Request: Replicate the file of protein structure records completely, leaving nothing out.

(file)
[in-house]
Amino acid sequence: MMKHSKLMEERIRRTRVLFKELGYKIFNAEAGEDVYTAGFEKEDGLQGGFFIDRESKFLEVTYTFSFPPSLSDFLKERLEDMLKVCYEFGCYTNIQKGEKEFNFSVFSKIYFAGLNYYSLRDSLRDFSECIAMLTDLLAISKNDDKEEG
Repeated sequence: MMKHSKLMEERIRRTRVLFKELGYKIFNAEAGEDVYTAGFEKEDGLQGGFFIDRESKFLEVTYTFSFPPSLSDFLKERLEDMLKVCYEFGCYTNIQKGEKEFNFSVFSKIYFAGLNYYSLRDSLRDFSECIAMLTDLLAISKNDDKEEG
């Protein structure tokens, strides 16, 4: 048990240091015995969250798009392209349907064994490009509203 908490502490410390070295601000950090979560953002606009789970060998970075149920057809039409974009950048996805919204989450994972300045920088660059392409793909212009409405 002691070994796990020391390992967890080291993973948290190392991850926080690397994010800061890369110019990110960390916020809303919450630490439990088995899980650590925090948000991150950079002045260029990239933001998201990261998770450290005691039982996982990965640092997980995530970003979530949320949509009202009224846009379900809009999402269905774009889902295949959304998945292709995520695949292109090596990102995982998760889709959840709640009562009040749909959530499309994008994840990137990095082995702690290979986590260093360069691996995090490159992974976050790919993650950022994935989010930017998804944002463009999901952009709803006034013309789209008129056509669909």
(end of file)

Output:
[in-house]
Amino acid sequence: MMKHSKLMEERIRRTRVLFKELGYKIFNAEAGEDVYTAGFEKEDGLQGGFFIDRESKFLEVTYTFSFPPSLSDFLKERLEDMLKVCYEFGCYTNIQKGEKEFNFSVFSKIYFAGLNYYSLRDSLRDFSECIAMLTDLLAISKNDDKEEG
Repeated sequence: MMKHSKLMEERIRRTRVLFKELGYKIFNAEAGEDVYTAGFEKEDGLQGGFFIDRESKFLEVTYTFSFPPSLSDFLKERLEDMLKVCYEFGCYTNIQKGEKEFNFSVFSKIYFAGLNYYSLRDSLRDFSECIAMLTDLLAISKNDDKEEG
């Protein structure tokens, strides 16, 4: 048990240091015995969250798009392209349907064994490009509203 908490502490410390070295601000950090979560953002606009789970060998970075149920057809039409974009950048996805919204989450994972300045920088660059392409793909212009409405 002691070994796990020391390992967890080291993973948290190392991850926080690397994010800061890369110019990110960390916020809303919450630490439990088995899980650590925090948000991150950079002045260029990239933001998201990261998770450290005691039982996982990965640092997980995530970003979530949320949509009202009224846009379900809009999402269905774009889902295949959304998945292709995520695949292109090596990102995982998760889709959840709640009562009040749909959530499309994008994840990137990095082995702690290979986590260093360069691996995090490159992974976050790919993650950022994935989010930017998804944002463009999901952009709803006034013309789209008129056509669909």